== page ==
February 7th, 2005


this , that, and the other

I'm very relieved that the weather's decided to let up for a while. I can pretend, even if it's only briefly, that spring has come to Atlanta, and the season for the Nebari greeting, Ena sn'ial, has passed for another year. Instead, I can whisper Di'hyidni vri ashmiel and hope for some premature end to this lousy, stinking winter.

The Subterranean Press hardback of Low Red Moon will ship tomorrow. I am both pleased and excited. If you'd like to order a copy, assuming any are left at the publisher, click the banner below.

Even with all the good things that critics have said about Murder of Angels and all the people who've said it's my best book to date, Low Red Moon remains my personal favorite. It's the book that pleases me most of all. There are some who would say that's what's most important (but, mostly, those are people who don't have to live off the income from their art). In Low Red Moon, many of my continuing characters have their finest, strongest, bravest moments (so far, at least) — Deacon, Chance, Sadie, even Alice Sprinkle. And I remain in an odd sort of fascinated love with Narcissa Snow, as I would admire any freak or any force of nature, even one so diverted. I'm gushing. I don't often gush about my own work. It's just the excitement at knowing I'll soon see the hardback completed.

Looking back over the comments to yesterday's entry and related comments in my phorum, I think I should clarify what I have in mind, should I choose to take on this "erotica" project. I'm not talking about full-length stories with in-depth characterization. I'm talking about one to two thousand word erotic vignettes. Scenes more than stories. I'd approach the pieces with the same devotion I show all my work. They would not be sloppily rendered things, but they would be short things, things primarily intended for sexual excitement, pretending to serve no higher literary goal. They would be pretty. They would be terrible. They would be bizarre and unexpected. They would be as close to poetic as such a thing can be rendered, but I don't want to mislead anyone who might think that I'm talking about short stories in the sense that I usually write short stories. Vignettes.

I have a reason for this. I've long held that there are certain day-to-day activities that either don't translate well to fiction or which have a tendancy to bring a story to a stop. Sex is one of those. Eating is another. (And yes, there are exceptional works that show this should not be an ironclad dictum, but rather a guideline.) I tend to deal with these things in my own work briefly, indirectly. I don't linger on them, because I know how they can distract or even remove the reader from the flow of a story. Now, of course, if the object of a work is a sexual act or a meal, this maxim may not apply. But it's why you'll not find an actual sex scene in any of my novels (excepting The Five of Cups, wherein I was still figuring these things out). It's not that I'm a prude and disapprove of reading about sex (though some have come to this conclusion), it's just that, as I've said, I find it too distracting and potentially disasterous to a story. But the book of erotica would not be about story. It would be about, in each instance, a scene in which a sexual act would occur. There would be the implication of story, leading both towards and away, to the past and future of the pieces. The reader would be free to imagine all the story she or he wished. But the purpose of these vignettes would be almost strictly pornographic, in the sense that Webster's means when it says, "3: the depiction of acts in a sensational manner so as to arouse a quick intense emotional reaction (the — of violence)." Imagine the paintings of H. R. Giger or Dorian Cleavenger as text instead of illustration, and that's sort of what I want to attempt. There is always the implication, unstated, of narrative.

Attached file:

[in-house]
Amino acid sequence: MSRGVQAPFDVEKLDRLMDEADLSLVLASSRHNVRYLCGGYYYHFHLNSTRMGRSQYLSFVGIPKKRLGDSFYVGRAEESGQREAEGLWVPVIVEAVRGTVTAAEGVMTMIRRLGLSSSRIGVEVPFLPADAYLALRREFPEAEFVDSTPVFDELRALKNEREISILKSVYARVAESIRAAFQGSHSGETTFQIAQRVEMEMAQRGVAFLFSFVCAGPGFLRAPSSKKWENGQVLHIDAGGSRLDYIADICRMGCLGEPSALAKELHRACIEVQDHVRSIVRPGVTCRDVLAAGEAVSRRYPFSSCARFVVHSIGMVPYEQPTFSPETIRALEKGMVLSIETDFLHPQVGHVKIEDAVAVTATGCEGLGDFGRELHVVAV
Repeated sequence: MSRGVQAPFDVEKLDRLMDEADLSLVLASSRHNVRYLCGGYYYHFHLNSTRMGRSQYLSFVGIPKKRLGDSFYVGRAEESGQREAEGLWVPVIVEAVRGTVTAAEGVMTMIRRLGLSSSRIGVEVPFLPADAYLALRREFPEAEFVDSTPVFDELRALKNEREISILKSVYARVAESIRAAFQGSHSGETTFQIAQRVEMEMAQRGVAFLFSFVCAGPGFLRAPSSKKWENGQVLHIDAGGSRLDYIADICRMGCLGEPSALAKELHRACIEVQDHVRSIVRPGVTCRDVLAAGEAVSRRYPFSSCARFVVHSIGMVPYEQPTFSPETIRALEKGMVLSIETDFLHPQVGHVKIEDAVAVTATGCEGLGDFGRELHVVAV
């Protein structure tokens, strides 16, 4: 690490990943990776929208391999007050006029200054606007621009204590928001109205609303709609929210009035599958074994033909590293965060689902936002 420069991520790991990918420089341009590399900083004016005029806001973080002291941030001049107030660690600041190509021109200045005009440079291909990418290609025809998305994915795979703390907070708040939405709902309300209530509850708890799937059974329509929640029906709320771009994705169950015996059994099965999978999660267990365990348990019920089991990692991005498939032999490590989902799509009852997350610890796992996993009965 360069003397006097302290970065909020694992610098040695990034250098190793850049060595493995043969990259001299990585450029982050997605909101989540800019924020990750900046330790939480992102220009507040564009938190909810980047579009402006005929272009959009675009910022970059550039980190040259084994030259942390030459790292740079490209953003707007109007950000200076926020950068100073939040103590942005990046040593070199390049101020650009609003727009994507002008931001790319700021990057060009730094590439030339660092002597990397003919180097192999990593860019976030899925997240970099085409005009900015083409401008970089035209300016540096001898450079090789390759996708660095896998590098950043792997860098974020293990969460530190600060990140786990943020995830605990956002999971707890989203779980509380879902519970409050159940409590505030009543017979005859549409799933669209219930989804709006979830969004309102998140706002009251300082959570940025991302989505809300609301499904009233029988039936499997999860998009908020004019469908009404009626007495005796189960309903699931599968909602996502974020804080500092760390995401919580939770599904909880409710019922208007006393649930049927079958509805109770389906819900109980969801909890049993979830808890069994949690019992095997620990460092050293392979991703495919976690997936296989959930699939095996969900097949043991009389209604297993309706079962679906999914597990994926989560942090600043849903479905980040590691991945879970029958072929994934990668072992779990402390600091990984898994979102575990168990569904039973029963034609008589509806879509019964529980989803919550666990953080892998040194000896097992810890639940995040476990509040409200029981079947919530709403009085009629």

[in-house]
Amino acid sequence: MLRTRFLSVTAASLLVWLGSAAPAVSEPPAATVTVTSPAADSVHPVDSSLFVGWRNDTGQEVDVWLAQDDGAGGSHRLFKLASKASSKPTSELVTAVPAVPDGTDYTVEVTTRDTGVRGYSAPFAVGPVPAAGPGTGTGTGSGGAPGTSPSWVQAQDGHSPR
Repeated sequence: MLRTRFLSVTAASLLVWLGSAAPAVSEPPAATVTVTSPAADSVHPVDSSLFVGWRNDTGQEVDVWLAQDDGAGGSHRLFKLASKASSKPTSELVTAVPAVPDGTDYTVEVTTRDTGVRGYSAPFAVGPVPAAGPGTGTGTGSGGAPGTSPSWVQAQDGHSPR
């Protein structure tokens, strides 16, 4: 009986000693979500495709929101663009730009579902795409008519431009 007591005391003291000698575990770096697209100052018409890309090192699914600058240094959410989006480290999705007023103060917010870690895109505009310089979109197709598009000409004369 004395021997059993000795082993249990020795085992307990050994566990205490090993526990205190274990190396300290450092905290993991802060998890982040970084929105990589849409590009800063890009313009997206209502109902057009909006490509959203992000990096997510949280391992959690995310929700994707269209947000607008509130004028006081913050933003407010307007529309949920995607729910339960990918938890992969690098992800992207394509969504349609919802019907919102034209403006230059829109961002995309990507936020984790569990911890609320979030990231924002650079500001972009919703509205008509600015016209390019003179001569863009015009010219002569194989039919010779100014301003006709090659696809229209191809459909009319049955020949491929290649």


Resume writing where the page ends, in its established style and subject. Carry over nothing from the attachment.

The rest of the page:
This will, possibly, change how some of you would have answered the poll. And yes, the book would most likely be illustrated.

I was thinking over all these things late yesterday afternoon, as I was trying to stop thinking about work or anything else. I'd reached that point where there was so much caffeine sizzling through in my system and so little sleep in my immediate past that I felt on the threshold of hallucination. I lay in a tub of steaming hot water, the sun through the blinds warming the room, filling it with golden light, seeming to make the olive walls glow softly. I would shut my eyes, hearing only the faucet drip, and briefly imagine myself in a tenanment building in New York, circa 1938, or a flat in Moscow, circa 1959. I kept trying to turn my brain off, but these thoughts were intent on playing themsleves out.

Spooky and I have begun discussing the photoshoot to get the author's photo for To Charles Fort, With Love. It's going to be the messiest thing of this sort we've done since we did the blood-bath photos for The Five of Cups. Details to follow.

Yesterday, Spooky rented Red Dead Revolver for the XBox. Last night, too exhausted from nine hours of work to do much of anything else, I gave it a try. And it's actually a pretty good game. I wasn't expecting it to be. The hokey dialogue and corny voice-acting are annoying as hell, but there's some decent humour and it's a very playable game. I keep wanting spaceships, though. Westerns are always better with spaceships.
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    Kristin Hersh, "Candyland"